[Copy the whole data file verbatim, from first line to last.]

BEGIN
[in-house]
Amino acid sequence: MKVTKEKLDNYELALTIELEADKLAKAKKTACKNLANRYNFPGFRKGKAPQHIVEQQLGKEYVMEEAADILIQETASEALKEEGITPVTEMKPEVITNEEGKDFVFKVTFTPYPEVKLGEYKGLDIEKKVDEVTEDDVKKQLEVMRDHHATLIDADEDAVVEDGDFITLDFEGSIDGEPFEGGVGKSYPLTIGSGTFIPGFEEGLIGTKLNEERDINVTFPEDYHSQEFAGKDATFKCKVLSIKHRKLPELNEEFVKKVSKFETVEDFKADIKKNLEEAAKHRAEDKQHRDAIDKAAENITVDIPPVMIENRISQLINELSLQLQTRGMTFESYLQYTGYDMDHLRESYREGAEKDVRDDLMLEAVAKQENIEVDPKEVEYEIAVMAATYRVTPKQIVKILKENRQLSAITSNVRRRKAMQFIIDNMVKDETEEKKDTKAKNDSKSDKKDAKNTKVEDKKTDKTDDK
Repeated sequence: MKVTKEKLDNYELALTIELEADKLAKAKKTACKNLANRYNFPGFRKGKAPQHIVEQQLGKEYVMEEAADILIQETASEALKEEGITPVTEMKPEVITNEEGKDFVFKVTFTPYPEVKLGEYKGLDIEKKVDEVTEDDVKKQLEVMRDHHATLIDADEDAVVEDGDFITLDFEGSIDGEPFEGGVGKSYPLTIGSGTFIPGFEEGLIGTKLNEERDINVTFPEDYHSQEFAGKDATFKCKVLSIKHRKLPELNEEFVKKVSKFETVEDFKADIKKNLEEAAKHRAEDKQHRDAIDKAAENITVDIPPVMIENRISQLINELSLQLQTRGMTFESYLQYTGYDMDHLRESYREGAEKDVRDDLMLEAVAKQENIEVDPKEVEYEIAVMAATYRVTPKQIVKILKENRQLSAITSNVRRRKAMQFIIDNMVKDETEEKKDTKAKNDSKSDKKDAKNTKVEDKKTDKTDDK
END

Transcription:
[in-house]
Amino acid sequence: MKVTKEKLDNYELALTIELEADKLAKAKKTACKNLANRYNFPGFRKGKAPQHIVEQQLGKEYVMEEAADILIQETASEALKEEGITPVTEMKPEVITNEEGKDFVFKVTFTPYPEVKLGEYKGLDIEKKVDEVTEDDVKKQLEVMRDHHATLIDADEDAVVEDGDFITLDFEGSIDGEPFEGGVGKSYPLTIGSGTFIPGFEEGLIGTKLNEERDINVTFPEDYHSQEFAGKDATFKCKVLSIKHRKLPELNEEFVKKVSKFETVEDFKADIKKNLEEAAKHRAEDKQHRDAIDKAAENITVDIPPVMIENRISQLINELSLQLQTRGMTFESYLQYTGYDMDHLRESYREGAEKDVRDDLMLEAVAKQENIEVDPKEVEYEIAVMAATYRVTPKQIVKILKENRQLSAITSNVRRRKAMQFIIDNMVKDETEEKKDTKAKNDSKSDKKDAKNTKVEDKKTDKTDDK
Repeated sequence: MKVTKEKLDNYELALTIELEADKLAKAKKTACKNLANRYNFPGFRKGKAPQHIVEQQLGKEYVMEEAADILIQETASEALKEEGITPVTEMKPEVITNEEGKDFVFKVTFTPYPEVKLGEYKGLDIEKKVDEVTEDDVKKQLEVMRDHHATLIDADEDAVVEDGDFITLDFEGSIDGEPFEGGVGKSYPLTIGSGTFIPGFEEGLIGTKLNEERDINVTFPEDYHSQEFAGKDATFKCKVLSIKHRKLPELNEEFVKKVSKFETVEDFKADIKKNLEEAAKHRAEDKQHRDAIDKAAENITVDIPPVMIENRISQLINELSLQLQTRGMTFESYLQYTGYDMDHLRESYREGAEKDVRDDLMLEAVAKQENIEVDPKEVEYEIAVMAATYRVTPKQIVKILKENRQLSAITSNVRRRKAMQFIIDNMVKDETEEKKDTKAKNDSKSDKKDAKNTKVEDKKTDKTDDK